1) It minimises the club’s rich history (even if he is correct in pointing out the relative mediocrity before his arrival).
2) It makes him the focal point of everything the club has achieved. Last season Heurelho Gomes, Bale, Modric and Pavlyuchenko all proved him wrong and helped us to fourth place. In other words – there is more to this team than Redknapp.
3) Targets change. Tottenham’s achievements are measured against those of Arsenal, Liverpool, Chelsea and Manchester City, not the teams who were at the bottom of the league in the autumn of 2008.

This week he reiterated that anyone who phones a radio station, and by extension criticises him, is an idiot. He also told Spurs fans this is 'as good as it gets'. If he feels he has taken the club as far as he can then he is talking himself out of a job.

At no point has their been any acknowledgement that we haven’t done as well as last year or as well as we should have. At the start of the season he said we could win the league. I wonder how he accounts for the 18-point discretion. Every time the poor run was mentioned, one win in 13, he either lashed out at the very idea of criticism or pointed to the amount of money Manchester City and Chelsea have, as if that was in any way relevant to our form against the bottom teams.

Martin Jol

In hindsight even Redknapp’s biggest supporters must agree that the club wasn’t in that bad a shape when he took over. He should be credited as taking a top six side and achieving a top four finish, which is great, but it was Martin Jol that genuinely turned Spurs from a mid-table side into top four challengers. Under he stewardship only a bout of food poisoning kept us out of the Champions League.

Jol would never have called us idiots, you can be sure of that.

It’s so difficult to judge his time at the club because of the role of the director of football. Some of Damien Comolli’s scouting has proven fantastic, some of it less so. The very best buys were Modric, Bale, Assou-Ekotto, Edgar Davids and Dimitar Berbatov, while the likes of Hossam Ghaly, Ricardo Rocha and Ben Alnwick are bad memories. No one has a 100% record in the transfer market, but when Jol had Michael Carrick replaced with Didier Zokora or had to pick Lee Young-Pyo or Gilberto at full-back he had a very hard job indeed.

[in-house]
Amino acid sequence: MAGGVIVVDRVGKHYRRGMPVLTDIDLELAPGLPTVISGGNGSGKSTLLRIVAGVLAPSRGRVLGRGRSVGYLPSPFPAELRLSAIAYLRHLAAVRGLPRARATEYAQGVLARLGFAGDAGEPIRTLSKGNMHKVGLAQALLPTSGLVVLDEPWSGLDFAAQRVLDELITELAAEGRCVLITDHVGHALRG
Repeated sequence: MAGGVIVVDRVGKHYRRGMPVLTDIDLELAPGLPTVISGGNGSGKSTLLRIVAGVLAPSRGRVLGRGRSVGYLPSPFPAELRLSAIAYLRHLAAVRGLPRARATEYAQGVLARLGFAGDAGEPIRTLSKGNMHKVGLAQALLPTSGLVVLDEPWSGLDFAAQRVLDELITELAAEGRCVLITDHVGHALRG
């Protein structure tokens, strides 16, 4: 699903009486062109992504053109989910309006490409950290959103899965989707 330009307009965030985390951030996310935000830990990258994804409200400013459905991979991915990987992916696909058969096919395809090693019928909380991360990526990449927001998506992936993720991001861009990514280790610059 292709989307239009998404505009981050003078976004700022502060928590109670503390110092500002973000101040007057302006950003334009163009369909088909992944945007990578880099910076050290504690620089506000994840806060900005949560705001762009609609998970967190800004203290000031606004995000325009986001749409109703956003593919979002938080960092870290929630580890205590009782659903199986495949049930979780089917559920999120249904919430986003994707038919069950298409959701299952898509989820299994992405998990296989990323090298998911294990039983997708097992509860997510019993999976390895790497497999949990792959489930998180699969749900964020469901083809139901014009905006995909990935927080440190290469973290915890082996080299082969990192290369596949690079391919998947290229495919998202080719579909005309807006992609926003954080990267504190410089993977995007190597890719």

Jol had Lennon, Huddlestone and Michael Dawson when they were inconsistent, learning the ropes, but Redknapp has had the benefit of the faith Jol put in them. Redknapp has Modric as the creative force in midfield where Jol only had Jenas. £12m Wilson Palacios would’ve been a first team regular in Jol’s time, but now he doesn’t even make the match-day squad.

Post-Spurs he challenged for the title in his solitary season at Hamburg, but ultimately finished 5th, and only had a year at Ajax too where there’s no escaping the fact that he lost the league title to Steve McClaren. However much he is adored by Spurs fans the jury is still out on him to some extent.

What the future holds

Now Redknapp finds himself as the bookies favourite for the Chelsea job, one of the most enviable in world football. At first glance he doesn't seem to fit Roman Abramovich's criteria: three of the four managers he hired were European champions or World Cup winners. The other was Avram Grant, so maybe Redknapp, in the short term at least, wouldn't be the most ridiculous appointment.

Throughout the season Redknapp has leveled thinly veiled attacks at the Tottenham board about wage structure and sought to dampen expectations. A similar lack of diplomacy at Stamford Bridge won't get him far with Abramovich. He has sacked better managers than Redknapp, that’s for sure.

His tenure at Spurs has always had a temporary feel to it and with Roy Hodgson making a hash of the Liverpool job Redknapp is the overwhelming favourite to be offered the England job after the 2012 European Championships.

I think he's well suited to international management. Gone will be the temptation to spend recklessly or the need to spot potential on the training pitch. He can watch Premier League games and pick a squad and if it's motivation they’re lacking Redknapp can provide it in spades. There's more to it than that, but at the very least I suspect he'll be able to keep the press on side and persuade the odd player against retiring.

The pending court case could render all these ponderings redundant. The FA won’t give a convicted criminal the England job.

If he is with us for another year he's promised to 'give it another crack’. If we hold on to Modric, Van der Vaart and Bale (and there's no real reason we shouldn't) and buy a decent striker finishing 4th would be the minimum requirement regardless of how much Europa League football we play.

There won’t be room for any more excuses and if we finish 5th or lower Redknapp will have to shoulder some of the blame. If, however, he guides us to the Champions League again there will be little doubt about his credentials and even his fiercest critics will have to stand up and applaud. 



You'll Win Nothing With Yids is on Facebook and Twitter



23 May 2011

Tottenham Hotspur 2 Birmingham City 1: Pavlyuchenko brace sends Birmingham down